Thirty years ago, one of the most monumental events in comic books took place with the release of DC Comics’ Superman #75. As comic book fans know, the issue was the finale to the epic “Death of Superman” crossover storyline that ran across several other Superman titles, Action Comics, The Adventures of Superman, and Superman: The Man of Steel. Superman met his physical match with the alien monstrosity called Doomsday that escaped from an unknown prison and rampaged across the countryside.
During the rampage, Superman and his allies desperately fought the hulking, grey behemoth, but were unable to stop Doomsday as he finally made his way to Superman’s home, the city of Metropolis. It was in that fictional city that Superman made his last stand against the creature and ultimately killed him, but not before Doomsday killed him, as well.
It was one of the finest Superman stories ever told, it was a true epic full of action and heart. It demonstrated why Superman was one of the greatest superheroes ever conceived, as he used all his strength and drive to stop Doomsday before making his greatest sacrifice.
Before the storyline came out in 1992, the creative team behind the Superman titles, which included Dan Jurgens, Louise Simonson, Roger Stern, Jerry Ordway, Tom Grummett, Jackson Guice and Jon Bogdanove, were following in the wake of John Byrne’s run with the character in Superman, Action Comics and The Adventures of Superman. Byrne radically revamped and modernized Superman in the 1980s, which raised the superhero’s profile to an extent. But when Byrne left the titles it was up to this small army of writers and artists to continue creating quality storylines. The creative team at that time often would get together in a so-called “Superman Summit” to map out and brainstorm ideas for Superman.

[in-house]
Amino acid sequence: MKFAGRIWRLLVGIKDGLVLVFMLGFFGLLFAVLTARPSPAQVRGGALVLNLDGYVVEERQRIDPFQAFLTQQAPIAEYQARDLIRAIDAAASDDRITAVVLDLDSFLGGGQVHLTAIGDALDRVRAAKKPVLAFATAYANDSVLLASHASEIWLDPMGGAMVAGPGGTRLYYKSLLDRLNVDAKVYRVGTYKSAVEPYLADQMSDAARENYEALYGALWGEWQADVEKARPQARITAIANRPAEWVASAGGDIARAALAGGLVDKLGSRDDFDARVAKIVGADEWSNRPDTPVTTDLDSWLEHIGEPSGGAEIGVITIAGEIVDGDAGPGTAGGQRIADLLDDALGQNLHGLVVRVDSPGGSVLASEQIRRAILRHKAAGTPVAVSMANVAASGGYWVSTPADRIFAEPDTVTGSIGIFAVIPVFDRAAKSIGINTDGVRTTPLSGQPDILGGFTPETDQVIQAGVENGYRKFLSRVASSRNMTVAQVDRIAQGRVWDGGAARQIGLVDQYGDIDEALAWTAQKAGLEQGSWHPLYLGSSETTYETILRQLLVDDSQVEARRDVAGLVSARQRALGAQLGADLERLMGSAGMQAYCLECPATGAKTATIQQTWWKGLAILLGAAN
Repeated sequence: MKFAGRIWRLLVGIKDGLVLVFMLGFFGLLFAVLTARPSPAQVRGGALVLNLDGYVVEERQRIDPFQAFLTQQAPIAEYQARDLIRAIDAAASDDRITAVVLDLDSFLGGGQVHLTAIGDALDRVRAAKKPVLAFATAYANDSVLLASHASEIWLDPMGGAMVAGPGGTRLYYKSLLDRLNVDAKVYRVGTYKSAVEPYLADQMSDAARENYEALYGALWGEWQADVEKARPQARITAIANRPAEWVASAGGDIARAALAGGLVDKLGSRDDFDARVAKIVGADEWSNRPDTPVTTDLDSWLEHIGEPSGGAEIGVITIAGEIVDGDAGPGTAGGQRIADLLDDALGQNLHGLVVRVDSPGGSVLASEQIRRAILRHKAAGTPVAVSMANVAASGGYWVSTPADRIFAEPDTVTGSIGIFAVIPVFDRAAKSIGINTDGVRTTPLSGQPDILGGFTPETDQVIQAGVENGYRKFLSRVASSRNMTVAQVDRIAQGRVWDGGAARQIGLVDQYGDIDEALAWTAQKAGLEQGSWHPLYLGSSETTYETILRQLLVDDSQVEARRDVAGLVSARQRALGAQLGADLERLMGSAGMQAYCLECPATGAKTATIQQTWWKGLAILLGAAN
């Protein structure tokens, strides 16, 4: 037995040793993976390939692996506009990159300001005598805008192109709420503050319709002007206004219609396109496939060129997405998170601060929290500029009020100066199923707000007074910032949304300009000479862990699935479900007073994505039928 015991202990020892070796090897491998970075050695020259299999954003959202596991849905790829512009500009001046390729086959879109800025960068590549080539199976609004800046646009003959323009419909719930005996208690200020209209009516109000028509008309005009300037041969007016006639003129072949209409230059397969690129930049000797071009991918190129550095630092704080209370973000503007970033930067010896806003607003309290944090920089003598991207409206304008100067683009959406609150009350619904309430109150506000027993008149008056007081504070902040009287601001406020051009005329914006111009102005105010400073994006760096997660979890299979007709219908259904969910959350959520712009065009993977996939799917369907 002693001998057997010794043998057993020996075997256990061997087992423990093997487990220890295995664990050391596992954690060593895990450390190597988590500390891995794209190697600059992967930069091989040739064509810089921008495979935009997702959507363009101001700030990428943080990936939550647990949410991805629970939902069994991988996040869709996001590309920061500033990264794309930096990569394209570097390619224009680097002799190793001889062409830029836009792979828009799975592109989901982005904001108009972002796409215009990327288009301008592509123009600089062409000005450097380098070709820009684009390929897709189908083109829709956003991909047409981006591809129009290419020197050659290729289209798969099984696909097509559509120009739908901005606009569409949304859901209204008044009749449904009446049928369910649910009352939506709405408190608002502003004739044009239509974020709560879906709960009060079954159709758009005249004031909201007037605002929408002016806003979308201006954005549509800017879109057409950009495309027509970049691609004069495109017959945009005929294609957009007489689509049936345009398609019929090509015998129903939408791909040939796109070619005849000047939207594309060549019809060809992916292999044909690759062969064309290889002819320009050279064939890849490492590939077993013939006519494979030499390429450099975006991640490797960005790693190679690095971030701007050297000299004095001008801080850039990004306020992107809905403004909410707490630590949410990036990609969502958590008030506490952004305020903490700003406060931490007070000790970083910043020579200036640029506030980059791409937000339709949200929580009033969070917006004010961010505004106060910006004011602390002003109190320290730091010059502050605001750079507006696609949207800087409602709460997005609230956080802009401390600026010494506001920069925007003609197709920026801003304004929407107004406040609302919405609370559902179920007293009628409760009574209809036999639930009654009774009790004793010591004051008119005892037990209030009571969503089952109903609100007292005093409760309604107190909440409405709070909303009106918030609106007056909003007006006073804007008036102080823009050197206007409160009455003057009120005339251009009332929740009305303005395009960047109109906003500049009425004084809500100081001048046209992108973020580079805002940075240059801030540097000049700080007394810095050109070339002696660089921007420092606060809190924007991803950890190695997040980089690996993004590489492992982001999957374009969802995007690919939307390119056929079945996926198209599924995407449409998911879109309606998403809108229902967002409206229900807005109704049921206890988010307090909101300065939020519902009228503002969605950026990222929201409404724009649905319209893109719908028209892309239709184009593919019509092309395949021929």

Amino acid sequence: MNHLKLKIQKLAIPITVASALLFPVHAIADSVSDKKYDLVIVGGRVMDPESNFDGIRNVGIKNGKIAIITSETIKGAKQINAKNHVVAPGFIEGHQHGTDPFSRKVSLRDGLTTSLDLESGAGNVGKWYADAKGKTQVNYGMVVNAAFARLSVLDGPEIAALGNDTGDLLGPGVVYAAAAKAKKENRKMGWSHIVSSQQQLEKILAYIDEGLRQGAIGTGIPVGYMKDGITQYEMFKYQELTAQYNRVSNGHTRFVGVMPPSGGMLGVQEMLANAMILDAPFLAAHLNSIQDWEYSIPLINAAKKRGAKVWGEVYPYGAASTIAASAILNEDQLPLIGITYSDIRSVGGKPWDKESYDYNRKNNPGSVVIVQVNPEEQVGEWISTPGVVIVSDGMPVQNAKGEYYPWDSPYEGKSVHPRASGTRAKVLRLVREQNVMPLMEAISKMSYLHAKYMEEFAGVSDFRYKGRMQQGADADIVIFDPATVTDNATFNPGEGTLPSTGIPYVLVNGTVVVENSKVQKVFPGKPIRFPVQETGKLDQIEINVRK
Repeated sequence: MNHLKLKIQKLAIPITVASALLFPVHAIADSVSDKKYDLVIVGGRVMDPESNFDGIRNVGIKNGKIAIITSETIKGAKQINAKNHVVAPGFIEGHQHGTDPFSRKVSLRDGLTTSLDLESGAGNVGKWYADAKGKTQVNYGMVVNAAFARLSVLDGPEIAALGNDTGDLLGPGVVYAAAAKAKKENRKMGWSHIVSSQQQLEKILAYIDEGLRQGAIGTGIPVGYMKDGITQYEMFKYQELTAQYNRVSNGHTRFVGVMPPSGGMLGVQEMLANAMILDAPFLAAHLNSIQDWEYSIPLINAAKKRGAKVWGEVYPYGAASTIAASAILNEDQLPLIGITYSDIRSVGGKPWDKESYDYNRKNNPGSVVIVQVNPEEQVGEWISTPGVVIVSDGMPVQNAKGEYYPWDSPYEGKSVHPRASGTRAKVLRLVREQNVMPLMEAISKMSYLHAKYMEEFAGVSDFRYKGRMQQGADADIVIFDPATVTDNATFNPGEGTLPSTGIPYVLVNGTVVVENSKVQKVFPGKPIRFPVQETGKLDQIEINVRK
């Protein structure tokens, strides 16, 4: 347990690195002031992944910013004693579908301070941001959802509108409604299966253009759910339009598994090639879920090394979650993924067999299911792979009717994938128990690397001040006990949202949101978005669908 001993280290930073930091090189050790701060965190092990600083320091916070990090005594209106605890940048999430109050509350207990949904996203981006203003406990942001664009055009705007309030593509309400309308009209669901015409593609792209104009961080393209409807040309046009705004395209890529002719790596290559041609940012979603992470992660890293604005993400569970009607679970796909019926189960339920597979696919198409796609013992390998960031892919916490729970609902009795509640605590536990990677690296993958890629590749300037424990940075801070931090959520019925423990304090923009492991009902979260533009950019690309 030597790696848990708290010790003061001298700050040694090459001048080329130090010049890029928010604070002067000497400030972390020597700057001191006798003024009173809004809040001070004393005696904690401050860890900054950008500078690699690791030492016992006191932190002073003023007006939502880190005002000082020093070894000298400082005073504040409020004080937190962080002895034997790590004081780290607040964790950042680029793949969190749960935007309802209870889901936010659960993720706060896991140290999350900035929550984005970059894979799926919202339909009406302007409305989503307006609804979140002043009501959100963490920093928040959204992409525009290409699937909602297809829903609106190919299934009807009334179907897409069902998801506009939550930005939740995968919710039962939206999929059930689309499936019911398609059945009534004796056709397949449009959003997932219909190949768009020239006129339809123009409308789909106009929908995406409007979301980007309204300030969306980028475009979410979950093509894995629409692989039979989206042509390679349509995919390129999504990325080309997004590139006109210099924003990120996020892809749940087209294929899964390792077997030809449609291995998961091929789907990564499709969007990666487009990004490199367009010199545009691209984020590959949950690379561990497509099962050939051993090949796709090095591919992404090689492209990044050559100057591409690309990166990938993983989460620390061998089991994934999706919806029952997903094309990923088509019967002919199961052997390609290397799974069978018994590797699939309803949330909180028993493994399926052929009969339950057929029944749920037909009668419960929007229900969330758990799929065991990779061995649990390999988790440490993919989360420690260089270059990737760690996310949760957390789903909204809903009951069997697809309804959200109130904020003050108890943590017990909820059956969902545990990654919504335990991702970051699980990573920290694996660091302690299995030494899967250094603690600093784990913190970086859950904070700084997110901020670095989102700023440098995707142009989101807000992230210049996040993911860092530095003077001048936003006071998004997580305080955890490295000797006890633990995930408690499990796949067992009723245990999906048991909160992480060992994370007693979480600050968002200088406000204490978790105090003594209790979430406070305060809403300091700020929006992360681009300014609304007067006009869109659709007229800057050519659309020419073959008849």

Marriage & Death
During this period, they were developing the concept of Superman/Clark Kent marrying Lois Lane. But they came upon a huge stumbling block in that the same story was being used by the TV show Lois and Clark: The New Adventures of Superman. This postponed plans to marry off the two lovers in the comic books because the TV producers wanted to be the first ones to play with the marriage concept and have the comic books coincide with the TV event. This frustrated the creative teams because this decision by the higher ups disrupted their carefully planned stories for the year.
It was back to the drawing board as the creative team held another meeting to conceive an alternative plot for Superman. Despite their efforts, they could not come up with a story that was as good as marrying off Superman. On a frustrated whim, it was suggested by Ordway to kill off Superman. At first, the idea was dismissed because he often would bring this idea up as a joke in previous summits. But this time, the joke began to germinate as the creators wondered what if Superman was killed, and their brainstorming led to the crossover event.
The “Death of Superman” garnered so much media attention because many who did not follow or understand comics actually wondered if this event was a publicity stunt to generate sales or if DC actually intended to kill off its flagship superhero.
When the storyline first debuted in Superman: The Man of Steel #18 (where all readers saw were fists thumping through reinforced walls at the end of the issue), interest in Superman was already percolating as fans latched onto the storyline and wondered themselves how it would play out. After all, for the first time one of the most prominent comic book icons was going to be killed off. Sure there were big deaths in comic books before such as Supergirl and the Flash in the Crisis on Infinite Earths mini-series and lesser known heroes like Invisible Kid and Ferro Lad, both from the Legion of Superheroes died, as well. But this time it was different. This was Superman we were talking about. By the time Superman #75 came out the storyline morphed from a media event to a pop culture event.
At this time, the story played out weekly as each title advanced the plot. It was a slow burn as each tightly coordinated issue advanced the plot, which enticed readers to come back to the stores the following week to find out what happened next. This generated a lot of interest not just with readers, but with trade magazines like Wizard. By the time the story culminated in Superman #75, the confrontation between Superman and Doomsday took up entire splash pages and concluded with a multiple page spread featuring Lois crying over Superman’s lifeless corpse.Continue reading